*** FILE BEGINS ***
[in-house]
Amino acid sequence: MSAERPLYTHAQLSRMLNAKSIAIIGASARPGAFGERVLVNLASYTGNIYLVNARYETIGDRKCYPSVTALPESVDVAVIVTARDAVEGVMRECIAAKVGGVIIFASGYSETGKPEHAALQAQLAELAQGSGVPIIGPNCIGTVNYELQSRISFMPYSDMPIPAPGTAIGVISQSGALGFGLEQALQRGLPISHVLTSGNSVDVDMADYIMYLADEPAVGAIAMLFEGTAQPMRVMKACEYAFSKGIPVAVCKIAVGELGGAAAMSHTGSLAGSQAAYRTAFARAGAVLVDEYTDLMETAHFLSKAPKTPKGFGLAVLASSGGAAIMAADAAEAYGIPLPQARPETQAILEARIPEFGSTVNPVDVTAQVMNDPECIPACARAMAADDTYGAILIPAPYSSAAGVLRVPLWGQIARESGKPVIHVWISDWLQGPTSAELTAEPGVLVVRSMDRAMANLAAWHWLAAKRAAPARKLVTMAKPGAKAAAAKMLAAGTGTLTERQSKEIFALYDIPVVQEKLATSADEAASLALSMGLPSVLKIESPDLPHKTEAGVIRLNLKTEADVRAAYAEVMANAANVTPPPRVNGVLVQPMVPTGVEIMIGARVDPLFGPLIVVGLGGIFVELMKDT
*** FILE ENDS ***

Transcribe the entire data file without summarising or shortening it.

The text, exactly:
[in-house]
Amino acid sequence: MSAERPLYTHAQLSRMLNAKSIAIIGASARPGAFGERVLVNLASYTGNIYLVNARYETIGDRKCYPSVTALPESVDVAVIVTARDAVEGVMRECIAAKVGGVIIFASGYSETGKPEHAALQAQLAELAQGSGVPIIGPNCIGTVNYELQSRISFMPYSDMPIPAPGTAIGVISQSGALGFGLEQALQRGLPISHVLTSGNSVDVDMADYIMYLADEPAVGAIAMLFEGTAQPMRVMKACEYAFSKGIPVAVCKIAVGELGGAAAMSHTGSLAGSQAAYRTAFARAGAVLVDEYTDLMETAHFLSKAPKTPKGFGLAVLASSGGAAIMAADAAEAYGIPLPQARPETQAILEARIPEFGSTVNPVDVTAQVMNDPECIPACARAMAADDTYGAILIPAPYSSAAGVLRVPLWGQIARESGKPVIHVWISDWLQGPTSAELTAEPGVLVVRSMDRAMANLAAWHWLAAKRAAPARKLVTMAKPGAKAAAAKMLAAGTGTLTERQSKEIFALYDIPVVQEKLATSADEAASLALSMGLPSVLKIESPDLPHKTEAGVIRLNLKTEADVRAAYAEVMANAANVTPPPRVNGVLVQPMVPTGVEIMIGARVDPLFGPLIVVGLGGIFVELMKDT